Report this review (#39436)
Posted Thursday, July 14, 2005 | Review Permalink
Honorary Collaborator
5 stars Wonderful album from the classic prog era!

"Earth" is one of early Vangelis' albums that is often neglected and is not easily obtainable in the shops. It is however far better work than many of his later popular new age soundtracks, at least for my taste. It is very atmospheric, ethno-tribal music with lots of percussions, keyboards and above all acoustic string instruments (something like Greek bouzouki etc.). There are several vocal tracks with lyrics, which sort of resemble the pseudo-religious pantheistic love for nature and planet Earth, so there is a loose concept throughout the album. Highlights are "We Were All Uprooted"/"Sunny Earth"/"He-O" , "Let It Happen", while the guest vocalist in "My Face In The Rain", Robert Fitoussi, reminds of the old APHRODITE'S CHILD collaborator Demis Roussos. If you are not fan of popular electronic synthesized Vangelis of post-"Spiral" era, maybe you find "Earth" more appealing, especially if you are into ethno-folk-world music thing. This is a distant precursor of Peter Gabriel's "Passion", cause it bears the similar Middle-Eastern feeling. I can't really call it a masterpiece, but it's very close to one. 4,5 shining stars!!!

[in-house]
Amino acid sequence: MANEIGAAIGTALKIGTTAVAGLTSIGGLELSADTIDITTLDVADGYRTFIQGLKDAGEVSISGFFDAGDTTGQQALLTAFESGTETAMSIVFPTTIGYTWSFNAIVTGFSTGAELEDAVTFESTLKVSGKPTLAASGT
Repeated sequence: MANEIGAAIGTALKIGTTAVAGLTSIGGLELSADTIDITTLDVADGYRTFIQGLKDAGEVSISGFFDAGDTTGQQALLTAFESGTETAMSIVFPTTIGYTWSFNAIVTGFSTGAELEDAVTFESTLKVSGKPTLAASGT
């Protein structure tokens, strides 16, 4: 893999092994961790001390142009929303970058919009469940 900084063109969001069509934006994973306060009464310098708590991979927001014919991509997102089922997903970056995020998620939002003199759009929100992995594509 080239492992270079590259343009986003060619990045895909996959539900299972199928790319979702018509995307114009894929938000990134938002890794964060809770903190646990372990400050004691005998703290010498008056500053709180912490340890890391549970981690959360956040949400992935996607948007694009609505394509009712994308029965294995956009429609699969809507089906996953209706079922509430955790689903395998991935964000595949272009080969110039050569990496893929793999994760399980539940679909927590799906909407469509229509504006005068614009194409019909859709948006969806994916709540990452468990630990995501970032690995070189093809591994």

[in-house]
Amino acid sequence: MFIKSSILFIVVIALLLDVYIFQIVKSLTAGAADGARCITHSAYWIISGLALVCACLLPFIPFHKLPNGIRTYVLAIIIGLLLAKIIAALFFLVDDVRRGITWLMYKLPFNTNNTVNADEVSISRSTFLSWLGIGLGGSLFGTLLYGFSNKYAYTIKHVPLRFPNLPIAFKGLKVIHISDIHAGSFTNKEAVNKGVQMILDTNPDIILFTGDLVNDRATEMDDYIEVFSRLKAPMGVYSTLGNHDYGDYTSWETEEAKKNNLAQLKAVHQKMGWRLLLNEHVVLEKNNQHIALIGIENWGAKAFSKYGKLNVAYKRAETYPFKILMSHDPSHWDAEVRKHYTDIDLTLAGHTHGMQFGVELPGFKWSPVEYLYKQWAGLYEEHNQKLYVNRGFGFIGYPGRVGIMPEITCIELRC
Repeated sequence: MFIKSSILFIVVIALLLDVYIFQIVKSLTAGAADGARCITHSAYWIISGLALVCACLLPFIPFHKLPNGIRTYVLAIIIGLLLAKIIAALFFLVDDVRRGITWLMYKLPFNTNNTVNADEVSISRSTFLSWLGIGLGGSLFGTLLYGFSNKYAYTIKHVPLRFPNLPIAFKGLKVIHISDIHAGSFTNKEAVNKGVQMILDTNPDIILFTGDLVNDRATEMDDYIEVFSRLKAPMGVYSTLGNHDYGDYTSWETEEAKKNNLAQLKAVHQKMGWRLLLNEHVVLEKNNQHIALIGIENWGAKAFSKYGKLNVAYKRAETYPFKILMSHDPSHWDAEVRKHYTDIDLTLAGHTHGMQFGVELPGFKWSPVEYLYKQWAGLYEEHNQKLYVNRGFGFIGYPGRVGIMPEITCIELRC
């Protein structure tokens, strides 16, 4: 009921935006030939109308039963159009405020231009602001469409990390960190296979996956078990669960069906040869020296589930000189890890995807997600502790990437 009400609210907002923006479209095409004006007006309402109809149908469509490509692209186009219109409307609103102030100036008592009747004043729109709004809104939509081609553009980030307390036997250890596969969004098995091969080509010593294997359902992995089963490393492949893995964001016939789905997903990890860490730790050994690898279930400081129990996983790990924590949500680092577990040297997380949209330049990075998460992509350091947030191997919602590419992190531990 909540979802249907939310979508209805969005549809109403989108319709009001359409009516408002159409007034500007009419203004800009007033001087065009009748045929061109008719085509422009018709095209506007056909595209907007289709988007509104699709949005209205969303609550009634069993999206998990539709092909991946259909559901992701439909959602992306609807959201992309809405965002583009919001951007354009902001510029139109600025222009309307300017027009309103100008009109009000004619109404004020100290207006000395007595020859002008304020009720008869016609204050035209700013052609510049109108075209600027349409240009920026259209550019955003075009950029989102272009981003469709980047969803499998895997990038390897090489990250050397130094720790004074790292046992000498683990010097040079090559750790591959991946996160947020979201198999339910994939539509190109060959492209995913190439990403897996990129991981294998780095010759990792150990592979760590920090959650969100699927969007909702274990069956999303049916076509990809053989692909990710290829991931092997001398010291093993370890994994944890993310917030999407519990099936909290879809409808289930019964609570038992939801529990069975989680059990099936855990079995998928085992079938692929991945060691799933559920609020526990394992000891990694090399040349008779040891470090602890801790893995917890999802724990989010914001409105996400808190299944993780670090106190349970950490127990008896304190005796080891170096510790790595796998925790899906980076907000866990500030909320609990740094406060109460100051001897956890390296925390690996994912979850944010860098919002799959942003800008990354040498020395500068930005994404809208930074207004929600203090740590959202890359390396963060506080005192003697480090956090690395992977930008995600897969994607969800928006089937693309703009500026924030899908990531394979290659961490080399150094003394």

Report this review (#54536)
Posted Thursday, November 3, 2005 | Review Permalink
4 stars An excellent album from Vangelis's pre synthy era, much more of a soft prog album like the Moody Blues or BJH, but with an intoxicating Mediterranean feel- lots of acoustic guitars and some thumpy ethnic-sounding drums. Vocals are surprisingly prominent, with good English lyrics. The keyboard textures from mellotrons, organs and Moogs are beautiful, especially on the ballad "My Face in the Rain". Though this album sounds more like Aphrodite's Child than it does his work from the late 70s, this is actually one of Vangelis's stronger albums, with a wealth of great psych rock ideas mixed with a distinct Greek feel that wouldn't be hinted at again until some of the pieces on the Blade Runner soundtrack.
Report this review (#64354)
Posted Thursday, January 12, 2006 | Review Permalink